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Abraham Maslow (1908 – 1970) was an American psychologist who, during the 1940s, developed the concept of a hierarchy of human needs.  He, along with Frederick Herzberg (1923- 2000) introduced the Neo-Human Relations School in the 1950’s, which focused on the psychological needs of employees.

The needs, listed from basic (lowest-earliest) to most complex (highest-latest) are as follows:

All of the needs are structured into a hierarchy and only once a lower level of need has been fully met, would a worker be motivated by the opportunity of having the next need up in the hierarchy satisfied. For example a person who is dying of hunger will be motivated to achieve a basic wage in order to buy food before worrying about having a secure job contract or the respect of others. 

Edgar Schein, widely acclaimed as one of the founders of the field of modern organisational psychology, suggests that every one of us has a particular orientation towards work with a certain set of priorities and values. He calls this concept our “Career Anchors”

A career anchor is a combination of perceived areas of competence, motives and values relating to professional work choices.

Often people select a career for all the wrong reasons, and find their responses to the workplace are incompatible with their true values.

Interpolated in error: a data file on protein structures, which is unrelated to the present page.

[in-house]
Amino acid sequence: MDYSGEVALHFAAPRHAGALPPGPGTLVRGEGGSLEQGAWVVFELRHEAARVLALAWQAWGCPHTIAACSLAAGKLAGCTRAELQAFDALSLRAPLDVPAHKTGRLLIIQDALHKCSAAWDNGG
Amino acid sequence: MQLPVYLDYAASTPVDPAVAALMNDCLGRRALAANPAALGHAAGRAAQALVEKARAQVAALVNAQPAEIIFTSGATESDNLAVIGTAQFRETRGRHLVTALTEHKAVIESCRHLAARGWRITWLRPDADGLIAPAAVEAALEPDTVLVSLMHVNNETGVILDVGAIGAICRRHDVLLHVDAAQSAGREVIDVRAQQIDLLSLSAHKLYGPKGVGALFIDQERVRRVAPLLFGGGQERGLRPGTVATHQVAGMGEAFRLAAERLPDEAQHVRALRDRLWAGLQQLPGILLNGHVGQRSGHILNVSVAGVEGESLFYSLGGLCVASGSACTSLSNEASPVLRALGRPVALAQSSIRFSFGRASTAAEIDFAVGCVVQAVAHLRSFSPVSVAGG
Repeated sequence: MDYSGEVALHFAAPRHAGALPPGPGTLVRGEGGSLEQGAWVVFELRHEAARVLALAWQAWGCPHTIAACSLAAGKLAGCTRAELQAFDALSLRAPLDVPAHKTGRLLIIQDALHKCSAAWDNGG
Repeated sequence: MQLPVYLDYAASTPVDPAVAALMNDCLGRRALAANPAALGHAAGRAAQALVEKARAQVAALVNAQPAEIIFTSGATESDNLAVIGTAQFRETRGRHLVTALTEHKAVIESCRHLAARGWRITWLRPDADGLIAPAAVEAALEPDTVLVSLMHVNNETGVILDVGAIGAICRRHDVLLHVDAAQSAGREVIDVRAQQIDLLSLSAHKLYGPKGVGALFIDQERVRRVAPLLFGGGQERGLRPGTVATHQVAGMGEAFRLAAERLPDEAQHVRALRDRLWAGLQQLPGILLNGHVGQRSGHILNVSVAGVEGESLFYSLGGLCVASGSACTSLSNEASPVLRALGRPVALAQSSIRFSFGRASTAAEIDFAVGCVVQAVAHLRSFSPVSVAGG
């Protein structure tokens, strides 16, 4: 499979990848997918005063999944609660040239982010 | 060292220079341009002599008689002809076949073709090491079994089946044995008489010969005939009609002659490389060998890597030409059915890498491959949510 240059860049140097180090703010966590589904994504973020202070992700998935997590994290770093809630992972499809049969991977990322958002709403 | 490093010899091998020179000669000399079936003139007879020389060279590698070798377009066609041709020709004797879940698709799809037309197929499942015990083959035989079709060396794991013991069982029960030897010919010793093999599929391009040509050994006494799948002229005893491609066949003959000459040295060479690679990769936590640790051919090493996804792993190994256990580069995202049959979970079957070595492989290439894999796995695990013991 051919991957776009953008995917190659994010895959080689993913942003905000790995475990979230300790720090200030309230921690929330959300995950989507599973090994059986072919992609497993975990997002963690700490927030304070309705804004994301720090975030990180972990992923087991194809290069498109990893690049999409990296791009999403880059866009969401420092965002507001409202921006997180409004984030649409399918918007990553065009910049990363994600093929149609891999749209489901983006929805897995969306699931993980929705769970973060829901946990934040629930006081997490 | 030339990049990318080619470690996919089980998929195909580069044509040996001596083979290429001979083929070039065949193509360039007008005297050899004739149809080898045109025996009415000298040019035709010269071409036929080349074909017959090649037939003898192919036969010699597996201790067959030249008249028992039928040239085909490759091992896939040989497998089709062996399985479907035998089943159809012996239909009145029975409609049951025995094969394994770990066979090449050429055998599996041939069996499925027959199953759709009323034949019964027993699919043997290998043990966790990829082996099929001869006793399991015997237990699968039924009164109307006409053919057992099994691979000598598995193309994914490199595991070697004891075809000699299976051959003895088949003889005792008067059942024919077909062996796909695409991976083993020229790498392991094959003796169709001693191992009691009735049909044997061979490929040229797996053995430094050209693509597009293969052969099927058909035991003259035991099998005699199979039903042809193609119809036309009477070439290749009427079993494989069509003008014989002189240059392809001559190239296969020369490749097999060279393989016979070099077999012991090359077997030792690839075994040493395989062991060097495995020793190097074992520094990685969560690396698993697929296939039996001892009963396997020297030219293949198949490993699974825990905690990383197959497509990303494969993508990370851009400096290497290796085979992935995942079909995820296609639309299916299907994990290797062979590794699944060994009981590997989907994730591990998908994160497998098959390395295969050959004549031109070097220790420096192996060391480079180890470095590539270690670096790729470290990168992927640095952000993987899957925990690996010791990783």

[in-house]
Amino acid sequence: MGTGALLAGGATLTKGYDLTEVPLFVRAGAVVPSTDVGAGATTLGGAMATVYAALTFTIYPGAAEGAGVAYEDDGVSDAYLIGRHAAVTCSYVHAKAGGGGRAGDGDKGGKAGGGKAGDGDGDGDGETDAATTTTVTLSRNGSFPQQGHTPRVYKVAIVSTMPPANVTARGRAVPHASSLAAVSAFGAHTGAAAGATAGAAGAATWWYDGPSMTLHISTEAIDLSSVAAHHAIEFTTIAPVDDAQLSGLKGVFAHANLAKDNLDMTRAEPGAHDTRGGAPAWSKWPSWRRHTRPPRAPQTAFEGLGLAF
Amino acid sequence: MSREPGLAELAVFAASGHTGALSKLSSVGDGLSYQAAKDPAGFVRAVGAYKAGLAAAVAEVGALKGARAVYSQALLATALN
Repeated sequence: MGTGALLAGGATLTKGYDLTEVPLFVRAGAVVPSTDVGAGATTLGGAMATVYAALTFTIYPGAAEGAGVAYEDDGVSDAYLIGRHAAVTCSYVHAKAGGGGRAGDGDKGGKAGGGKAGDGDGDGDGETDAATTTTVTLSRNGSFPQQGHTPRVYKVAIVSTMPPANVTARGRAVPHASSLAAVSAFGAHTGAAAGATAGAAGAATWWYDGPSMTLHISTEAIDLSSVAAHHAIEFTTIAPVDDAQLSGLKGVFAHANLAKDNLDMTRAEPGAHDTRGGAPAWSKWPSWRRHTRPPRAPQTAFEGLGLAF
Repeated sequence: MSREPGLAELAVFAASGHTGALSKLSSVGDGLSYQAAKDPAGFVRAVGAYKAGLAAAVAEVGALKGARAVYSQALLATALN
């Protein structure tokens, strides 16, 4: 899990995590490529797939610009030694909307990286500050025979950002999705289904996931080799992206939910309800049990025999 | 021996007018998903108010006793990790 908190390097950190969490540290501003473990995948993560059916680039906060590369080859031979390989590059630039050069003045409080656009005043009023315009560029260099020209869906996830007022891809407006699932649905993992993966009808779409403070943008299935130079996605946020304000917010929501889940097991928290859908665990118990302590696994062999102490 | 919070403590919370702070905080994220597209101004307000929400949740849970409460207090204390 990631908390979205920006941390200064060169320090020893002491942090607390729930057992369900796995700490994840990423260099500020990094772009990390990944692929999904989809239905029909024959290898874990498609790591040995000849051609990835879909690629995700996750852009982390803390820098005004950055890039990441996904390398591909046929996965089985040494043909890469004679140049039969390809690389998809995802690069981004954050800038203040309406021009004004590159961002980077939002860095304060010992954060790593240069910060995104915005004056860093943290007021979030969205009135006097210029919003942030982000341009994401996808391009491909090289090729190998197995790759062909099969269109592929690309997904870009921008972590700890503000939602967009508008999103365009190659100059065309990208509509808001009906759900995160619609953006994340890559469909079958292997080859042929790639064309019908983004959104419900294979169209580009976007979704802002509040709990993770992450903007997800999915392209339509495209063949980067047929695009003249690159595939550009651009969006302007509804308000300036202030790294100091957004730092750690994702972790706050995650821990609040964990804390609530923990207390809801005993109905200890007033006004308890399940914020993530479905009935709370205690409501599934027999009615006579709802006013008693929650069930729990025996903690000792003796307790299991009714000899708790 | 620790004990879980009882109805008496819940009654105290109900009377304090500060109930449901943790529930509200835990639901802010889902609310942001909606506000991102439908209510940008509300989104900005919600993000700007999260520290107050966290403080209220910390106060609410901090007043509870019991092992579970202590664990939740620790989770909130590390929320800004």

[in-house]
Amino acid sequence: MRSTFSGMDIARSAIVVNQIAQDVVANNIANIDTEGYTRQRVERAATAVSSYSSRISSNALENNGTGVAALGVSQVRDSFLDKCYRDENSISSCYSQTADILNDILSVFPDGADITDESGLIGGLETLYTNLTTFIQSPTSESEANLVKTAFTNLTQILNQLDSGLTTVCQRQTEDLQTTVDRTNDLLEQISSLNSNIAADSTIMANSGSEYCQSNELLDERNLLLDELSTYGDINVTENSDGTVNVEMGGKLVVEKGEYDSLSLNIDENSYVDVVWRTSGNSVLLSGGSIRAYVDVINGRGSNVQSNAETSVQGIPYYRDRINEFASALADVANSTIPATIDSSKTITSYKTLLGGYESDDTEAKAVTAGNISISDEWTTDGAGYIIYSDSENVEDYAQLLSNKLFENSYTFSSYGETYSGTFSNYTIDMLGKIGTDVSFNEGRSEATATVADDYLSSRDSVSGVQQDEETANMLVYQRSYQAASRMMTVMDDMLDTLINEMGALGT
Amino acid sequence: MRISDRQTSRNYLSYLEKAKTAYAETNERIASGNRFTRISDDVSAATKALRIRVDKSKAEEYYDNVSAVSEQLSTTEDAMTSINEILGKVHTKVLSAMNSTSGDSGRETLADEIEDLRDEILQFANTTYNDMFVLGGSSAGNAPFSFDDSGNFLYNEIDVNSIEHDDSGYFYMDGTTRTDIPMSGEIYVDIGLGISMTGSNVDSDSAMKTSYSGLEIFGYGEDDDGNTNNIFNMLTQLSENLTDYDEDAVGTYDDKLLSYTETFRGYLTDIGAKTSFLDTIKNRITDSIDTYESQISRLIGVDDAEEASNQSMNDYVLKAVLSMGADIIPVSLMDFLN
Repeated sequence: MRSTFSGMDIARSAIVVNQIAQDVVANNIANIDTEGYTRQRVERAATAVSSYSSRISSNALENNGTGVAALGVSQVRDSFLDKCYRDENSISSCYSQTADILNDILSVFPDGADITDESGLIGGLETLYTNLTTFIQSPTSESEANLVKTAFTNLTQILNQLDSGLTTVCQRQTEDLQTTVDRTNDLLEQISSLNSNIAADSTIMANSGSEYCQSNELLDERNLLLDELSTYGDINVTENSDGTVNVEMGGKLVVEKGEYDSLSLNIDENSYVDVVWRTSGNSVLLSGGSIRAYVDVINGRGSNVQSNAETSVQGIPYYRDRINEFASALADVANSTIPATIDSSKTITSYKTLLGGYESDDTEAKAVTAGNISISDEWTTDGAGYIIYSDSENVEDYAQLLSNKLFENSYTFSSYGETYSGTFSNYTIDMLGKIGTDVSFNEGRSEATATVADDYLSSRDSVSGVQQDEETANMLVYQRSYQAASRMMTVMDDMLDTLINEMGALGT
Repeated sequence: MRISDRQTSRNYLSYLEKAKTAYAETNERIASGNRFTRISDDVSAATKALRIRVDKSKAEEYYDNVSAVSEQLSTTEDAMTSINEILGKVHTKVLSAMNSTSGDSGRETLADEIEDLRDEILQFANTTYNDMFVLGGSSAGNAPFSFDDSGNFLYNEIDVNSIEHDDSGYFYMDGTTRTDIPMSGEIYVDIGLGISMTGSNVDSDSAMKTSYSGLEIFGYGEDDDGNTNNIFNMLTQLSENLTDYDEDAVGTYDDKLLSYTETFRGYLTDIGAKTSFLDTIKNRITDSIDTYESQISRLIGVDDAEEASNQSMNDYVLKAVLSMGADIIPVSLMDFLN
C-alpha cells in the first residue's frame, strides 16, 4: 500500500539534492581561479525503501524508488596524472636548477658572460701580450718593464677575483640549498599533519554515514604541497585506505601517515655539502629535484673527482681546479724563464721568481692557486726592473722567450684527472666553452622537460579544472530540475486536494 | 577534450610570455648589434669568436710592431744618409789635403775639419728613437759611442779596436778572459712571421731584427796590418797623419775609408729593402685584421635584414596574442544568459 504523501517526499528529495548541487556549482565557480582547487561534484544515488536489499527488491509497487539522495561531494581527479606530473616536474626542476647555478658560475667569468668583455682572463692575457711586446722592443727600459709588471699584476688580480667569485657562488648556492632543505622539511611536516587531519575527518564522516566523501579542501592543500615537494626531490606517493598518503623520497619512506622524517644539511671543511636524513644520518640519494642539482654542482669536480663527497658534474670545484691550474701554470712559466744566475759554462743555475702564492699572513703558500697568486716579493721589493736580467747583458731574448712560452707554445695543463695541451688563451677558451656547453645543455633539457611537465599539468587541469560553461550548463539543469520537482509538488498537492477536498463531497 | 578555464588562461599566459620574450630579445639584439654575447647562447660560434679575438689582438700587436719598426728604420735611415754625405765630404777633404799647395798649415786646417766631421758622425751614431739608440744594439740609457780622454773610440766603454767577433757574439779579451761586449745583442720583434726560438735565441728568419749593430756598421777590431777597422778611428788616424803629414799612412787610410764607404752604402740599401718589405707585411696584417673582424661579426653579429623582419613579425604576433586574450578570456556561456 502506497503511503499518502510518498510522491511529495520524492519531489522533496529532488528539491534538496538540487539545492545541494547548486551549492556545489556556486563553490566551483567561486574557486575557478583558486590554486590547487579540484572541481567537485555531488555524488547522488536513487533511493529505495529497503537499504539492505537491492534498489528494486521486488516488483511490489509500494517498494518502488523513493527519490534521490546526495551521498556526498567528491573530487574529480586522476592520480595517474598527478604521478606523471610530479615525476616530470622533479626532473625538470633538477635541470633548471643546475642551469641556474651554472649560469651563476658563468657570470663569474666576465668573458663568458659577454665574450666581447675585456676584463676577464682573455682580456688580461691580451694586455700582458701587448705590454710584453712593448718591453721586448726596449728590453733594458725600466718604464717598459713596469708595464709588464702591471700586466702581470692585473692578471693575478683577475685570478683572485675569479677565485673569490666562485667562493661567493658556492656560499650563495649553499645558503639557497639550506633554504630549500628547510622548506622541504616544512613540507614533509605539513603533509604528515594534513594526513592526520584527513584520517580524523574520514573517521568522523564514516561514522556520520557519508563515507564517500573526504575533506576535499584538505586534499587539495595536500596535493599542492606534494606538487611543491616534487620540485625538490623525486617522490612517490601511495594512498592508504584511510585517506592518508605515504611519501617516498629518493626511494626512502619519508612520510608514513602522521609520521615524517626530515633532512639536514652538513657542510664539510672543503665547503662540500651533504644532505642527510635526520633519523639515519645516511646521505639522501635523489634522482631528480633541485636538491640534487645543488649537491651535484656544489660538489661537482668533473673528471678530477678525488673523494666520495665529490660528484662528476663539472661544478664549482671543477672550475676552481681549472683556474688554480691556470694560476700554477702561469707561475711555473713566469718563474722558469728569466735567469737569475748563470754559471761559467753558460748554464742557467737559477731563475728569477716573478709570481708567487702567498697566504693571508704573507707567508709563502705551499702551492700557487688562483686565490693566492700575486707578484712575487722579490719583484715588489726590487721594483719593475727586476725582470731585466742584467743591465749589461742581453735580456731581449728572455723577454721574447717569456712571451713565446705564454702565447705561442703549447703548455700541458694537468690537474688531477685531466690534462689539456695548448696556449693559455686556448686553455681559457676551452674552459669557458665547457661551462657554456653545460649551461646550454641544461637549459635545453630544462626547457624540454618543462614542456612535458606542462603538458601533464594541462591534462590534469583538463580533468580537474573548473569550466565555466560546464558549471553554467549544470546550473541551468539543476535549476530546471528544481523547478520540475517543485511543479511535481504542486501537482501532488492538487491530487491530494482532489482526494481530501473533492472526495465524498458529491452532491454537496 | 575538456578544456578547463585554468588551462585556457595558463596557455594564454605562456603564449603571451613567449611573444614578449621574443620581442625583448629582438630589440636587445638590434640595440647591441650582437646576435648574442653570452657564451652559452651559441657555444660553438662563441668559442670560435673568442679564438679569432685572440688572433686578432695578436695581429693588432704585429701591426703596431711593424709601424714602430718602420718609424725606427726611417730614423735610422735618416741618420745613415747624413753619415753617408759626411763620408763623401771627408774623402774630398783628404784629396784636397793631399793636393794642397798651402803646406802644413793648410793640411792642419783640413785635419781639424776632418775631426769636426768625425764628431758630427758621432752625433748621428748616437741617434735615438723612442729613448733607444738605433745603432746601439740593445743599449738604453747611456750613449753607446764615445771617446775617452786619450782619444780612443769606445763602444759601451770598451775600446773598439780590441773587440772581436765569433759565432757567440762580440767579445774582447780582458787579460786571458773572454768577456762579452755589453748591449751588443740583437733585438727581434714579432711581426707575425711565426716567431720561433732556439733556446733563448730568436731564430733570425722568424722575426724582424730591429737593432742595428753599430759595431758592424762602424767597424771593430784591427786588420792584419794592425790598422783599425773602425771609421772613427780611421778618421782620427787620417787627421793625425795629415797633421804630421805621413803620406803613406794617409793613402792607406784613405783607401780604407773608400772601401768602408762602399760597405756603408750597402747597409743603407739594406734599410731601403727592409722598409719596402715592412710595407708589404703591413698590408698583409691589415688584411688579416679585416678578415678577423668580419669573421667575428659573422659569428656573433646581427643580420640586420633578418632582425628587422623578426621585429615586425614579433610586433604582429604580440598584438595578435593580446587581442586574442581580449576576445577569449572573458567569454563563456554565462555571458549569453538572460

This situation results in feelings of unrest, discontent & lost productivity.

To help people avoid these problems, Career anchors helps people uncover their real values and use them to make better career choices. Credit - Mike Morrison.

Footnote:-Completing your motivational map can help you to see if your motivators are being met in your career and/or help you determine what types of work might suit you best.

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The Enneagram goes back to time of Homer – c.800 BC

There are 9 basic personality types as shown in 3 groups of 3,  describing patterns in how people interpret the world and manage their emotions

Each personality type is defined by a particular core belief about how the world works. This core belief drives your deepest motivations and fears and fundamentally shapes a person’s view of the world and the people around them.

Our core beliefs are not necessarily incorrect, but they can be limiting and operate as “blinders” for people.

All personalities are within the human psyche.

Footnote:- Like Motivational Maps, the Enneagram makes visible the invisible our desires our motivations and in the case of the Enneagram, our self.  Credit, James Sale, Creator of Motivational Maps.

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